Boston is also a potentially interesting trade partner due to their recent front-office shake-up. Head coach Brad Stevens moved into the president of basketball operations role this offseason, and he acted fast to trade Kemba Walker to the Oklahoma City Thunder for Al Horford. Karnisovas would be wise to see how eager Stevens is to make other moves. We have already written about the speculation surrounding guard Marcus Smart in Boston. Satoransky surely would not be the centerpiece in a deal for that caliber of player, but he could always be an important puzzle piece.

Similarly, we already know the Bulls tried to offer Satoransky to the Pelicans in a trade for Lonzo Ball around the deadline. This was not enough to spark New Orleans’ interest (I know, shocker), and I doubt it would be this summer either, but that does not mean he still can not be included in a potential final deal.

The other teams I would call if I were Karnisovas are the Los Angeles Clippers, Los Angeles Lakers, and Denver Nuggets. All three will look to stay in the contender spotlight next season, and all three could find themselves with a gap at the point guard position this summer. The Clippers have been searching for better floor generals the past two years, and while the rise of Reggie Jackson in the playoffs was encouraging, he is headed toward unrestricted free agency in August. The Lakers have starting point guard Dennis Schroder (who is hunting a big pay raise) and backup guard Alex Caruso hitting unrestricted free agency as well. As for the Nuggets, Jamal Murray will still be rehabbing his torn ACL next season. Backup Facundo Campazzo struggled at times to carry a big workload, and it forced the franchise to sign Austin Rivers through the remainder of the season.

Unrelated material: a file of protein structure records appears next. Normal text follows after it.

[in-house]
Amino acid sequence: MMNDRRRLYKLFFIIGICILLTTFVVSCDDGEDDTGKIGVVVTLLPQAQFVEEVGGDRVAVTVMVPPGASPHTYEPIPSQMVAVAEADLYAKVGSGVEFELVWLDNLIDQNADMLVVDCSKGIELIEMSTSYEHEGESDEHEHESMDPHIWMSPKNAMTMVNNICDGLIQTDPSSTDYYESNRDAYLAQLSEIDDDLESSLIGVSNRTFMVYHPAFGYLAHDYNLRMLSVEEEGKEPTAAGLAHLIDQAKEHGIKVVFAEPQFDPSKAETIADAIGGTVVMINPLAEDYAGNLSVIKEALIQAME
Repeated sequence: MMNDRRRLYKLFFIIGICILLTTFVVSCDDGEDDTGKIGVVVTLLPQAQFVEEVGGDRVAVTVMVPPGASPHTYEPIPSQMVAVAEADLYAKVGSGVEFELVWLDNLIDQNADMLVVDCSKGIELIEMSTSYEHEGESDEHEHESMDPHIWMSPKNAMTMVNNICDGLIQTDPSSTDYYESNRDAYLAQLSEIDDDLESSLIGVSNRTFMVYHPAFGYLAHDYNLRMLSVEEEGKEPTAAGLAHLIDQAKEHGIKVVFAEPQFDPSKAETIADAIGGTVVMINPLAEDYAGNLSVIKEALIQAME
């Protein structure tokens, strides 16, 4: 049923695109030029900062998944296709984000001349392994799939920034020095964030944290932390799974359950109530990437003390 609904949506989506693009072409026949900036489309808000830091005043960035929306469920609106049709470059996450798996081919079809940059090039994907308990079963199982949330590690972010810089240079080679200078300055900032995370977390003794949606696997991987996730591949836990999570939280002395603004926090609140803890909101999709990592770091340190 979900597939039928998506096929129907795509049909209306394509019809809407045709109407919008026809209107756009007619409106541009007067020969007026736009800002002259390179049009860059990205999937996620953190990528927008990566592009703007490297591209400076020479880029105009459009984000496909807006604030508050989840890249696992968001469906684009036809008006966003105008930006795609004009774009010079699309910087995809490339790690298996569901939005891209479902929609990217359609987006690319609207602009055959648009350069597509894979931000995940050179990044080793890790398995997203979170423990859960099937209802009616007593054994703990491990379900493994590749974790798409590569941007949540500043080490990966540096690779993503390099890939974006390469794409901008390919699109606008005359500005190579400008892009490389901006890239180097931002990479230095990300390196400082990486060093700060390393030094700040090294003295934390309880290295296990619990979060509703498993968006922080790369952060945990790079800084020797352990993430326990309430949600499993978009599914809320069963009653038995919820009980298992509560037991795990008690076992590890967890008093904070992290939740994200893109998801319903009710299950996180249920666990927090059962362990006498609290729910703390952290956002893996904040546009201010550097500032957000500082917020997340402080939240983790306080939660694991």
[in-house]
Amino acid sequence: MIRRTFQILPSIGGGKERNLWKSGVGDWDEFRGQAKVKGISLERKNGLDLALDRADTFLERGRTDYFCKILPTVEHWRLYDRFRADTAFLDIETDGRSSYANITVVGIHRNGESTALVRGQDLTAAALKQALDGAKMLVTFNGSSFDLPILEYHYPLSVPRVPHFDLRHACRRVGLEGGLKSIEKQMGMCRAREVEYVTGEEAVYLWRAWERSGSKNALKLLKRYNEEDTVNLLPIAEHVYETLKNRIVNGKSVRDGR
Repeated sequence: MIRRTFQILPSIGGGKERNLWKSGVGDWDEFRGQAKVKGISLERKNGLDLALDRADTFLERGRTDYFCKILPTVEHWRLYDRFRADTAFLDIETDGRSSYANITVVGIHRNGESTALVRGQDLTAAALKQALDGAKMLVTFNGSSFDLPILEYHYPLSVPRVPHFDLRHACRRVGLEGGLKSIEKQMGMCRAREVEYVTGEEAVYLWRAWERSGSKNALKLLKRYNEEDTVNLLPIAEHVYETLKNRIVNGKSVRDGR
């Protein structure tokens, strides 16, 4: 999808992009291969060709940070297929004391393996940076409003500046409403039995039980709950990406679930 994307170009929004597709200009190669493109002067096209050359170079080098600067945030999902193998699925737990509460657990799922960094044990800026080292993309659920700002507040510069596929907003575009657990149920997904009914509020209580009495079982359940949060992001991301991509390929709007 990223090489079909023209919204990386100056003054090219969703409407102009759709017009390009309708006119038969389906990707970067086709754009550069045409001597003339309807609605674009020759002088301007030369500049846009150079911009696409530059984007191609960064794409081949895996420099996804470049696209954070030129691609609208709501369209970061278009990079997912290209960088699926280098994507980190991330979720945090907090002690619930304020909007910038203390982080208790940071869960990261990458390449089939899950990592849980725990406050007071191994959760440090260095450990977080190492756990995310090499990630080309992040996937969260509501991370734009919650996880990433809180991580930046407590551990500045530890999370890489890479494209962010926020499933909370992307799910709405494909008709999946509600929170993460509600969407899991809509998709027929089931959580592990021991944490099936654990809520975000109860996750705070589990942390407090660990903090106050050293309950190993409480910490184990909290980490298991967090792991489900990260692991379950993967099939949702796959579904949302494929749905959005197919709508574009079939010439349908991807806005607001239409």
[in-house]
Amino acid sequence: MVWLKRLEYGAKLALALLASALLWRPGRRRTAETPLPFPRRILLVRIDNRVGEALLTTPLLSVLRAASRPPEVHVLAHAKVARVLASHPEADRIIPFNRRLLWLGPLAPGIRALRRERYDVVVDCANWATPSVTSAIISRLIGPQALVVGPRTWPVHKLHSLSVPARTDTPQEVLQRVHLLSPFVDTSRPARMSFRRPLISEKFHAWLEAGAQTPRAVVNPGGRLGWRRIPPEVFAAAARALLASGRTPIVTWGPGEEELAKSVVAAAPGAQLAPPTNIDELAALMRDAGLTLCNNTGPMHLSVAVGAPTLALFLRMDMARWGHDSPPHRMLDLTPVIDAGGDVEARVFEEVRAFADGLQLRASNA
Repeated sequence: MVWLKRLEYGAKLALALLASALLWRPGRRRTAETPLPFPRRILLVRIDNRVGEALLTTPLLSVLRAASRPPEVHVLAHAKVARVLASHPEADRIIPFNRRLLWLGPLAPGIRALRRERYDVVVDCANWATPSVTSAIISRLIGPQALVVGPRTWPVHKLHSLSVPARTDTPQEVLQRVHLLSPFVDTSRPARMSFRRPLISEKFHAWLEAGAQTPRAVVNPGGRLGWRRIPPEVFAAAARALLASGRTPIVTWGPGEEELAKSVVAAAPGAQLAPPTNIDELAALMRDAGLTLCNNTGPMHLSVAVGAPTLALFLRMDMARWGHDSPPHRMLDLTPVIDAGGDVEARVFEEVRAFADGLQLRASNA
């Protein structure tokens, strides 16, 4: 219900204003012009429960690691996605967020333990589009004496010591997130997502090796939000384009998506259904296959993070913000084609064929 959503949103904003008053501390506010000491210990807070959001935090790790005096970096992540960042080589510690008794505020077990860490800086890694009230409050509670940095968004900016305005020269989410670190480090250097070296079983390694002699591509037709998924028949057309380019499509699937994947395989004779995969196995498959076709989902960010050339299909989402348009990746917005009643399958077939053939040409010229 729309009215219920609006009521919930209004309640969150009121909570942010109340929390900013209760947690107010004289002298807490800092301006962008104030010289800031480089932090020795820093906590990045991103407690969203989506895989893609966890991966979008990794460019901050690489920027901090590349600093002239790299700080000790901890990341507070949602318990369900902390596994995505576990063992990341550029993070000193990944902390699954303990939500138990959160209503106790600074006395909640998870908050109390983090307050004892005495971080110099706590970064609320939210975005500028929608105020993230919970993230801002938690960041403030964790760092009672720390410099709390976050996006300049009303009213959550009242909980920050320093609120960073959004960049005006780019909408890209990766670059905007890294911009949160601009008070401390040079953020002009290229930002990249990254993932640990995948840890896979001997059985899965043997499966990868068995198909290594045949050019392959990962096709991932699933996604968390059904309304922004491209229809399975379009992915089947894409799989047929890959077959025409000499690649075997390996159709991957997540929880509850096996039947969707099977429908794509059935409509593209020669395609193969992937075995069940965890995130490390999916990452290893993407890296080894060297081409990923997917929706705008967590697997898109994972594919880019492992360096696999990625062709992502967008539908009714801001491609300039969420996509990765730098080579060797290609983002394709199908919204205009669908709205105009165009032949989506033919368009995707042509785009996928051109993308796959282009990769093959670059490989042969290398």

Again, I don’t expect any of these teams to offer significant compensation for Satoransky’s services, but Karnisovas might be willing to take whatever he can get if it means (1) more flexibility and (2) constructing a roster that falls more in line with his vision (which … we still have yet to fully learn).

All three of these teams also hold a late-first-round pick, and we do know the team is reportedly prepared to consider a trade into the first round if an opportunity presents itself. The Lakers pick 22nd, the Clippers pick 25th, and the Nuggets pick 26th. Satoransky alone would not be enough to pry one of those away (unless he single-handedly carries the Czech Republic to its first gold medal), but perhaps the Bulls begin to offer a handful of seconds or Thaddeus Young and the conversation starts to flow.

I expect this post somewhat resembles the thought exercise going on at the Advocate Center. Karnisovas made clear that he will look at all paths to improve this team and make changes, and Satoransky seems like a player that could be part of that process.



Author: Elias Schuster

Elias Schuster is the Lead Bulls Writer at Bleacher Nation. You can follow him on Twitter @Schuster_Elias.